Alexander Hamilton Papers

From Alexander Hamilton to Thomas Parker, 16 August 1799

To Thomas Parker, 16 August 1799

New York August 16th. 1799


Your letters of the first and the seventh of August, and of the sixth, the tenth, the seventeenth, the twentieth, the twenty fourth and thirtieth of July have been delivered to me.

Some of the officers, you observe, wish to take their own slaves as servants, and are anxious to know ⟨—⟩ whether any allowance will in such case be made. for their services. On this point I have simply to observe remark, that ⟨no—⟩ no provision has been made to meet such an event, and that those officers who employ their own slaves as servants must bear the expence. You Enquire concerning the article of wood. This article is furnished only when the army is troops are in the field—Such was the rule during our revolutionary ⟨—⟩ war, and such is the general practice of armies. (If the officers supply themselves with the article it must be at their own expence.) No pecuniary compensation will be made for what would have been allowed. The laws ⟨—⟩ know of no such description of persons as servants and Batmen not soldiers. They are however supplied with straw and fuel In forming a general system however the Secretary of War has thought proper to contemplate them as characters that may here after be provided for. You complain of the want of money, ⟨—⟩ for your officers—On this subject I have written to the Secretary of War. I have ⟨   ⟩ Also written to him concerning the cloathing and other Articles with which you request to be supplied.

The Cartridge boxes must be made uniform by converting the waist belts into shoulder belts—Take care to have it done as œconomically as possible, and let the account certifica be sent to me with your certificate. The apprentice boy must be discharged—He must deliver up all the articles belonging to the public U States of which he is in possession, and you ⟨—⟩ will make as good a bargain for the public with respect to him as you can. With regard to the travelling expences of officers, It is impossible for me to inform you what rule will be established by the Department of war ⟨—⟩ relative to the travelling expences of officers. However it will be proper for the officers to make out their accounts and to deliver them accompanied with the vouchers to their Regimental Paymasters. The Regimental Paymasters will make out a general abstract which they will send to me together with the accounts and vouchers delivered to them by the said officers. The expences of stationary and of the Postage of letters will doubtless be defrayed by the United States. These the officers will ⟨——⟩ unite with their accounts of travelling expences. Where the expences case is of such a nature that vouchers can not be produced, ⟨—⟩ a declaration of honor will be sufficient must be the substitute. I have written to Col. Bentley directing him not to interfere with the recruiting service in your district. On the subject of a Court Martial for the trial of Capn. Bishop you will apply to General Pinckney, and transmit him a copy of the charges. The enlistments are to be sent to the Adjutant General’s office at New York, directed to Captain Ellery Assistant Adjutant General. at New York.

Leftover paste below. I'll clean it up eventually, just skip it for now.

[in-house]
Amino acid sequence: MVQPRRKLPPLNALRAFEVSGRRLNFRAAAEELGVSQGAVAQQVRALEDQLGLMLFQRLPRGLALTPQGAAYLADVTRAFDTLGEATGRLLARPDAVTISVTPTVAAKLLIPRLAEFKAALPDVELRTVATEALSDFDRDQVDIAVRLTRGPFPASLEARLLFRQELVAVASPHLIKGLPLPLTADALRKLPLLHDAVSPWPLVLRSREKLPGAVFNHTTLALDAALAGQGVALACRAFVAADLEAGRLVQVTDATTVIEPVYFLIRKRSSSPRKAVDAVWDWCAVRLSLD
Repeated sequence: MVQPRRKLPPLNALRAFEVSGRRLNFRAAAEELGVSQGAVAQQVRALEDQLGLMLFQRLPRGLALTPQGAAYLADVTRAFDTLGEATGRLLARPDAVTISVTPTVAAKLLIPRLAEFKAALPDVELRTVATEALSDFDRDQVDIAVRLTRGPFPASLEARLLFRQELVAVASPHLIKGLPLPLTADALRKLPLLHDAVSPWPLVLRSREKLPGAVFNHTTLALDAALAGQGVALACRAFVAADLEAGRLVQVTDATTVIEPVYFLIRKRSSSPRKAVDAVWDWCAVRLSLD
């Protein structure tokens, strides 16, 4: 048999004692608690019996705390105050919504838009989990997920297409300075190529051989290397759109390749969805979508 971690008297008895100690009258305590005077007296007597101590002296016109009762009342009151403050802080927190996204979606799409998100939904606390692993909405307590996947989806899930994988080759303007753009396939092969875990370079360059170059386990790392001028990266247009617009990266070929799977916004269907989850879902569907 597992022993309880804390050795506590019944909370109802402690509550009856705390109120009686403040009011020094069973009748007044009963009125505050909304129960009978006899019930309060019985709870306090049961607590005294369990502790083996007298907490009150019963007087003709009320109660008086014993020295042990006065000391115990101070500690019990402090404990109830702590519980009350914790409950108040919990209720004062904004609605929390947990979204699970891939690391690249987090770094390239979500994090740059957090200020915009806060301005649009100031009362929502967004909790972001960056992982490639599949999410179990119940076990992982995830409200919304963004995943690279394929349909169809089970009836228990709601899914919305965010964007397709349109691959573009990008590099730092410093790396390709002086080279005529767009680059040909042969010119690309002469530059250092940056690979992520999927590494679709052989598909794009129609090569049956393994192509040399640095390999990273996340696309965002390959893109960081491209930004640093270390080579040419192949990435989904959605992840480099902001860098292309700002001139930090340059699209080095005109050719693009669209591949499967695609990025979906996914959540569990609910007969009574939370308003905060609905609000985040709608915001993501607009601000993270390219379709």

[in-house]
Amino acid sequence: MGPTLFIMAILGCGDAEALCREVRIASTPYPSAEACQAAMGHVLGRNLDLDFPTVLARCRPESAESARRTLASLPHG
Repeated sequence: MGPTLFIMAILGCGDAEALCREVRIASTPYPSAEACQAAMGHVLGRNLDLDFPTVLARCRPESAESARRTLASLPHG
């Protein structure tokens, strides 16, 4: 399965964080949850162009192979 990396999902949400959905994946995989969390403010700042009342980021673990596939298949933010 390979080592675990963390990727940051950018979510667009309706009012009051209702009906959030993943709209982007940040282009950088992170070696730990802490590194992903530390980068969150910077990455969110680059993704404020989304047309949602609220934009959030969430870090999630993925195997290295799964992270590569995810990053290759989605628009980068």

I have written to the Secretary of War concerning the waist coats the backs of which you represent to be composed of such poor materials—I have likewise communicated to him the desire of Captain Caldwell supported by your opinion relative to the appointment of Mr. Samuel Simmons as a cadet in his company. I believe My Approbation of the removal of Captain Chinn I beleive I have before expressed. The merits of Captain Taylor as presented by you will be duly attended to recollected when the appointment of Brigade Inspectors shall be come under consideration. The contract with the person whom you employed to make eagles can not must not be departed from. No additional allowance compensation can be made given. Persons who enter into agreements ought to take care how they act. ⟨—⟩ If the allowance had been too great there would have been no claim of of⟨ —⟩ of indemnity on the part of the United States.

I have written to the Secretary at war on the appointment of Mess. Meredith and Stephens as first Lieutenants. I agree perfectly in opinion with you on that subject. I have no objection to the transfer of recruiting officers from unsuccessful to successful sub districts where ⟨the complete⟩ the companies have been raised in the successful subdistricts. to be raised in the ⟨——⟩ latter have been completed. The transfer, will not be agreeable to me except upon this condition. except in this case, will not meet my approbation. You mention that some of the officers have been exposed to considerable expence in the way of postage, and propose that they should lodge their accounts with the Postmasters who should debit the public with the amount—This I beleive will not do, I can not authorize, as it would interfere with the system of accountability for the Post Master Office department.

With great consideration I am, Sir &c: &c:

Col. Parker—

(Df, in the handwriting of Thomas Y. How, Hamilton Papers, Library of Congress). Acknowledges Parker’s letters of July 6, 10, 17, 20, 24, 30, August 1, 1799. Letter of August 1, 1799, not found.

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